Sunday, April 26, 2015

Surveys, Initial ATP meeting, and more...

Asking parents to voluntarily complete a survey during our registration nights proved to be fruitful.  Ultimately, I had 234 parents complete the survey and they added candid responses to the open ended questions.  Their feedback will be vital to this project and will drive our next actions as an ATP to develop activities for the 2015-2016 school year.  SBMS teachers were asked to voluntarily complete a survey on their opinion of parent involvement, strategies they've used that worked well, and ways we can improve in that area as a school; a total of 44 teachers responded.  I was elated with this response rate, especially considering the length of the survey.  They also answered all or almost all questions within each survey even though this was not required.

The initial ATP (Action Team for Partnerships) meeting confirmed my belief that I have the right people on the right committee.  I sent an email to the entire staff recruiting members who felt they were passionate about parent involvement, wanted to see improvement, and felt they would be committed to the project.  This message reached those who fit the profile.  A total of six teachers, including a social worker responded.  The team represents almost every grade level, enrichment, the exceptional needs team, and student services.   The team has strengths in many areas to include parent rapport, passion for involvement, resource availability, knowledge of our lowest socio-economic students and what their needs are, and many other talents to help us move forward.  The first meeting lasted almost two hours.  We were so engaged in the information, the current state of SBMS and the parents, their needs, and our next steps, that time slipped away from us.  Initially, I had planned to meet for one hour.  No one even noticed it had gotten so late.  I met with teachers and the social worker first and had planned on bringing parents to the next meeting; however, we decided that choosing our parents intentionally and carefully would be a tedious process.  The team decided to target the four geographical areas of our school district in order to recruit parents that represent our population.  They also decided that going into the community would be the best way to get higher participation and to make parents see that we are interested in giving them a voice.  The next meeting was scheduled for the following week to finalize plans for parent recruitment, meeting locations, and times.

Monday, April 20, 2015

Education Week Webinar

Education Week continually has relevant offerings including articles, website links, and webinars that speak to current issues in education.  Most recently, they have a webinar entitled "Leaders to Learn From: Parents as Partners in Improving Student Achievement."  EW promises to present innovative ideas for engaging parents in the curriculum and school community.  Key speakers, Patricia Spradley and Tracy Hill, will take us through many opportunities that touch on the six types of parent involvement Epstein says are important to reaching the maximum amount of parents.  Some examples EW says they implement on a routine basis are homework help, college applications, GED classes, and knitting.  I'm excited about the upcoming event.  If you'd like to join the conversation, please follow the link below and register.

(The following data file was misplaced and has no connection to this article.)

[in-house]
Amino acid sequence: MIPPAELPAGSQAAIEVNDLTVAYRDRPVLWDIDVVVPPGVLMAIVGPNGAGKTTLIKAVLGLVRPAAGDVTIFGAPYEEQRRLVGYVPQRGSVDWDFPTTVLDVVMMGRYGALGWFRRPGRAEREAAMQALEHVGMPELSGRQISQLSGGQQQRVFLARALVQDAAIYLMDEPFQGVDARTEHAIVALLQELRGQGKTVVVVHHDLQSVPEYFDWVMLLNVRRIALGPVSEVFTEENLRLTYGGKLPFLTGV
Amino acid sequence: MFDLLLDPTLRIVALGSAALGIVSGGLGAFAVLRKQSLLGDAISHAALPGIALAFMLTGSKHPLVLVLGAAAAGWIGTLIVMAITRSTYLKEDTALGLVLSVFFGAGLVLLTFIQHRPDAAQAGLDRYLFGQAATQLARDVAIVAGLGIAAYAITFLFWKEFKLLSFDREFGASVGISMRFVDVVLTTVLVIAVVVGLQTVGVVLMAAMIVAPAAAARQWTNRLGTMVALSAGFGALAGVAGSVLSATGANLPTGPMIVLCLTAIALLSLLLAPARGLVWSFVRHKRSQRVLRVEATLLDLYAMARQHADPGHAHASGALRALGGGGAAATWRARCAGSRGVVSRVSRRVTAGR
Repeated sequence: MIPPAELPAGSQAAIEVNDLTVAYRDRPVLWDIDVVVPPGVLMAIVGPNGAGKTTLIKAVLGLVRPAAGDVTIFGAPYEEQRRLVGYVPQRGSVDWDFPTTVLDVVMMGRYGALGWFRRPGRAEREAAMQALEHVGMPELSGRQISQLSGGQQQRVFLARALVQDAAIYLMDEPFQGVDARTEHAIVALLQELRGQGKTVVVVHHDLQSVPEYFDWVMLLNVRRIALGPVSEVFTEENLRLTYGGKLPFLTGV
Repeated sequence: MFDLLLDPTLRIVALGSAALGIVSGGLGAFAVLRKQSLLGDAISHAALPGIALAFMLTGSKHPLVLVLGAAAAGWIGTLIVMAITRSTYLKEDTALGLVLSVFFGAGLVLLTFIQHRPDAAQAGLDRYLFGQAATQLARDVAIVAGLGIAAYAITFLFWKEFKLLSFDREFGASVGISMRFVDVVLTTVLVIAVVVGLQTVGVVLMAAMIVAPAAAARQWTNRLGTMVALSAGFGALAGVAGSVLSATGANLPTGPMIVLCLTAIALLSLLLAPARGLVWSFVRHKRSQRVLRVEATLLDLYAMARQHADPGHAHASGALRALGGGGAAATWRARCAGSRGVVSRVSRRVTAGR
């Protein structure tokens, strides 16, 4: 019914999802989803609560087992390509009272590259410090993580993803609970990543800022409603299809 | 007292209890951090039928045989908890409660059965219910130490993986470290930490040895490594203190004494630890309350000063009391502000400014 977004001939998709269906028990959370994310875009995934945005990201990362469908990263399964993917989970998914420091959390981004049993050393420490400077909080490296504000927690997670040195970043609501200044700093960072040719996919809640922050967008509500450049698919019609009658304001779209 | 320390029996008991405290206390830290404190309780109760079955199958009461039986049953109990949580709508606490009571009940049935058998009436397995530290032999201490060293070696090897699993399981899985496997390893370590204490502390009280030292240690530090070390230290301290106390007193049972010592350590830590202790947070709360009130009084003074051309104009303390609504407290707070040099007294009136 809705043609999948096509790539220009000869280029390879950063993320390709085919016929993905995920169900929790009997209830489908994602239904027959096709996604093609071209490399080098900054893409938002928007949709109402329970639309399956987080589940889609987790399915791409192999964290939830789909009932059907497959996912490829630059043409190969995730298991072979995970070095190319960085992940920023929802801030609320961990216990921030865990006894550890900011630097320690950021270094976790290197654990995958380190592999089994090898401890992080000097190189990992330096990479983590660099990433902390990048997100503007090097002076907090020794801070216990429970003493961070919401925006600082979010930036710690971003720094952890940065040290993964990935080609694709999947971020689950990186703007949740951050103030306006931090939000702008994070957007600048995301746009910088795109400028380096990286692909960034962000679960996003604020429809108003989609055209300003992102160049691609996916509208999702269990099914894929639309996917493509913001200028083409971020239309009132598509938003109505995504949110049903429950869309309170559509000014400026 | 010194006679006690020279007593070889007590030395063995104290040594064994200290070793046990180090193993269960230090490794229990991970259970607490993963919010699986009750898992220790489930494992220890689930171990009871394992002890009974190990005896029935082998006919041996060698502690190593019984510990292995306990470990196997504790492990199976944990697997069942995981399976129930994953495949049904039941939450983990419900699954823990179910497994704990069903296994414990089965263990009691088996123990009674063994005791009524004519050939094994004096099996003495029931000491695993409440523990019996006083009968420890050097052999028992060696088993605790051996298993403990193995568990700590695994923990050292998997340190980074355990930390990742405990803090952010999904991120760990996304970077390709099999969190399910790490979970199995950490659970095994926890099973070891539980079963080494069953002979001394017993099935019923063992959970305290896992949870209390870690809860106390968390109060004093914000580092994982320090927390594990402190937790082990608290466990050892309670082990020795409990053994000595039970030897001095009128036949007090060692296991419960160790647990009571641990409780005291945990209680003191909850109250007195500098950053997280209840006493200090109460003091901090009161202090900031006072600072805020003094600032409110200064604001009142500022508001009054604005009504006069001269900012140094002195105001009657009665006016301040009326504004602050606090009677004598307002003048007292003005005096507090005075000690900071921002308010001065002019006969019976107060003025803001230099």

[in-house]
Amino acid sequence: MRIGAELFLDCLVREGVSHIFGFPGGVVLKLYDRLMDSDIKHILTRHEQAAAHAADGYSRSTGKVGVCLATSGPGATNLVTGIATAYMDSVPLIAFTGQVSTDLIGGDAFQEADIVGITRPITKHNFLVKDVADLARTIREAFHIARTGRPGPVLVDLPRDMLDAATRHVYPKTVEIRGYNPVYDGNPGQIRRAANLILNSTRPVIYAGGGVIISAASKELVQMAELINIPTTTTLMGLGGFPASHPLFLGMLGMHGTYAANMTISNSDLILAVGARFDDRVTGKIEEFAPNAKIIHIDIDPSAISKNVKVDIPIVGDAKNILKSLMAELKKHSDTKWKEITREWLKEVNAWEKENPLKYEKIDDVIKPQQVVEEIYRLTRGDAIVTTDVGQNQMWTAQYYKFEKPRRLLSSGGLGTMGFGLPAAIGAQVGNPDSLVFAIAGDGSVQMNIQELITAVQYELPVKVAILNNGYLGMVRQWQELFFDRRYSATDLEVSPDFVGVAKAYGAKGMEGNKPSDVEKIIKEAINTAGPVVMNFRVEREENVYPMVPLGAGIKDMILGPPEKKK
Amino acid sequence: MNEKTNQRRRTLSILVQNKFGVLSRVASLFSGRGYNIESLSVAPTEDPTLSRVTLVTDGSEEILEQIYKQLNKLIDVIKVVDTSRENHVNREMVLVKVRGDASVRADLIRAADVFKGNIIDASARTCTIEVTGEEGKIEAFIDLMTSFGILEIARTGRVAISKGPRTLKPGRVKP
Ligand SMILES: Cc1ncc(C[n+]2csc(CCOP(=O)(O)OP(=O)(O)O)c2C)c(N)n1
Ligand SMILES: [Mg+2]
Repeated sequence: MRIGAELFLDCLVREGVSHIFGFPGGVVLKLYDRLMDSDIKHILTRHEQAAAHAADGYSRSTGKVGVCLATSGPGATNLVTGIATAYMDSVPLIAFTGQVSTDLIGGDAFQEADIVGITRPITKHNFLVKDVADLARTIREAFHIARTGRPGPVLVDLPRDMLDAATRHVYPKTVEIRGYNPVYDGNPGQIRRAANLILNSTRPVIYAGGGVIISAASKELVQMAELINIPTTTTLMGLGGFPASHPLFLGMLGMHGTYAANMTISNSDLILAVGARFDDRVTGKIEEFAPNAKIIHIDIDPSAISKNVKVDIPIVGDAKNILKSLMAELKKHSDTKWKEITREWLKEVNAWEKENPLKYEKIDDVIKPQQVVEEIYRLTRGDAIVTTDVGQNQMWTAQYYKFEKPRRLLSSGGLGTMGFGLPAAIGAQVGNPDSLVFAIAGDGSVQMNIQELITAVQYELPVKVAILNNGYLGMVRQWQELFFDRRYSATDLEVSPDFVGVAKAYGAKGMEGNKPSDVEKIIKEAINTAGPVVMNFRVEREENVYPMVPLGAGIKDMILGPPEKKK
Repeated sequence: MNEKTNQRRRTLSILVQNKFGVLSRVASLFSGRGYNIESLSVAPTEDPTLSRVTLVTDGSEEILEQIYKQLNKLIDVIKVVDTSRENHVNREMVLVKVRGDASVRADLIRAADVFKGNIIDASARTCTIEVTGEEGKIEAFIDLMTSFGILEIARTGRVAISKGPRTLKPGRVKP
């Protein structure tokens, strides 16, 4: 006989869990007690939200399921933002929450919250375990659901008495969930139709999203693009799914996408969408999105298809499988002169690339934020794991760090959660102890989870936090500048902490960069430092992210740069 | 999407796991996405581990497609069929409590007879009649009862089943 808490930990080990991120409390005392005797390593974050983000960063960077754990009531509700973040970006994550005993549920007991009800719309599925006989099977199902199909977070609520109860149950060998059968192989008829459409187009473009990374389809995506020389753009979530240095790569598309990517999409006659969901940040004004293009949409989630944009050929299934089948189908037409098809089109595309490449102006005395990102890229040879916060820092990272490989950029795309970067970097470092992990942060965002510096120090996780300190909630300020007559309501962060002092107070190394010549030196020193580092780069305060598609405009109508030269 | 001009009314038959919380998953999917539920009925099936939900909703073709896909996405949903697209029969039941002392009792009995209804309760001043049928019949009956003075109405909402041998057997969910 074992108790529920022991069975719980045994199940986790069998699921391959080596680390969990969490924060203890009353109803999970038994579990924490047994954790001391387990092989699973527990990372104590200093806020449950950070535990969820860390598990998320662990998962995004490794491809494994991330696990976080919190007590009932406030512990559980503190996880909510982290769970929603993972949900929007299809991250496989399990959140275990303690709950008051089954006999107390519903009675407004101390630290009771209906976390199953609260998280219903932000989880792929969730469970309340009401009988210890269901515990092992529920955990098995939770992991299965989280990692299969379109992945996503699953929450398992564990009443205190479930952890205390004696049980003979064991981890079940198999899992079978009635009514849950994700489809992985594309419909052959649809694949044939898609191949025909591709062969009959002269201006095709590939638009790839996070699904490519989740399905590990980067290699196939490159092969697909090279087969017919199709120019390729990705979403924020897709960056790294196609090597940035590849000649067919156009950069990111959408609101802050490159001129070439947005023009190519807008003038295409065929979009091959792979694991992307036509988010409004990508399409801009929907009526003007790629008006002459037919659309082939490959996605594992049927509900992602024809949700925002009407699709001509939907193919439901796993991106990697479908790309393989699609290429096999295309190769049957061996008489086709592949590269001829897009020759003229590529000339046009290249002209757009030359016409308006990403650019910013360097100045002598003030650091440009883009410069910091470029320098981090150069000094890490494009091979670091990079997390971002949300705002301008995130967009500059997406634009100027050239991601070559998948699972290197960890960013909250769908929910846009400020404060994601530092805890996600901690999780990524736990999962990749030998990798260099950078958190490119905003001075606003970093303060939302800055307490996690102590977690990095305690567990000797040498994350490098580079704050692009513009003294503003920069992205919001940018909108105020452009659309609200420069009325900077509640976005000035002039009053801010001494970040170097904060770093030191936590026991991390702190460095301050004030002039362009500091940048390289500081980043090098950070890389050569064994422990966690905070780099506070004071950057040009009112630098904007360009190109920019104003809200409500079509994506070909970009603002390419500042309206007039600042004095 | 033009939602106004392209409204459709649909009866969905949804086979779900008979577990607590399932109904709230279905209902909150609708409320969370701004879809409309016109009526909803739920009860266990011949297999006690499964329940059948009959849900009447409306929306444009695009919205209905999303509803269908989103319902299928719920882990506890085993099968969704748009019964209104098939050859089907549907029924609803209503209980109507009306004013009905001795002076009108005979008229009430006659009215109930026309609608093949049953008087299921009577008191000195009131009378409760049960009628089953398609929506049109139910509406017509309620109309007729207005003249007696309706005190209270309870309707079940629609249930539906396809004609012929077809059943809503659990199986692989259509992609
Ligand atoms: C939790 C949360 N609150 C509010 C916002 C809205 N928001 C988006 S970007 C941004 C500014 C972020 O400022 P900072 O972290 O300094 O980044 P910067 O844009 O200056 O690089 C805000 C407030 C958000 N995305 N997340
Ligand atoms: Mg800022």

Education Week Webinar Registration

Monday, April 13, 2015

Social Media to Reach Families

I recently attended ASCD's annual conference in Houston, TX, and was blown away by the vast amount of information out there on reaching families.  Twitter and Facebook seemed to be the most widely used means of communicating with parents and students.  SBMS currently uses both of these to disseminate information and I was thinking beyond the username we have to link us with a particular hashtag, such as #pirateproud.  I envisioned many creative ways to include the students on this to spread positive things about our school.  When I returned from the conference, I began talking with students, informally, on their use of Twitter. What I found out was disheartening, they're not big on the Twitter scene.  Apparently, that is a platform most high school students use.... bummer.

On the bright side, they are big Facebookers, so I'll continue to use that to spread information and share good news.  I also intend to teach these students how to spread some of their own good news and encourage them to share those things on our page, requiring my position to post something before it immediately goes to our page, of course.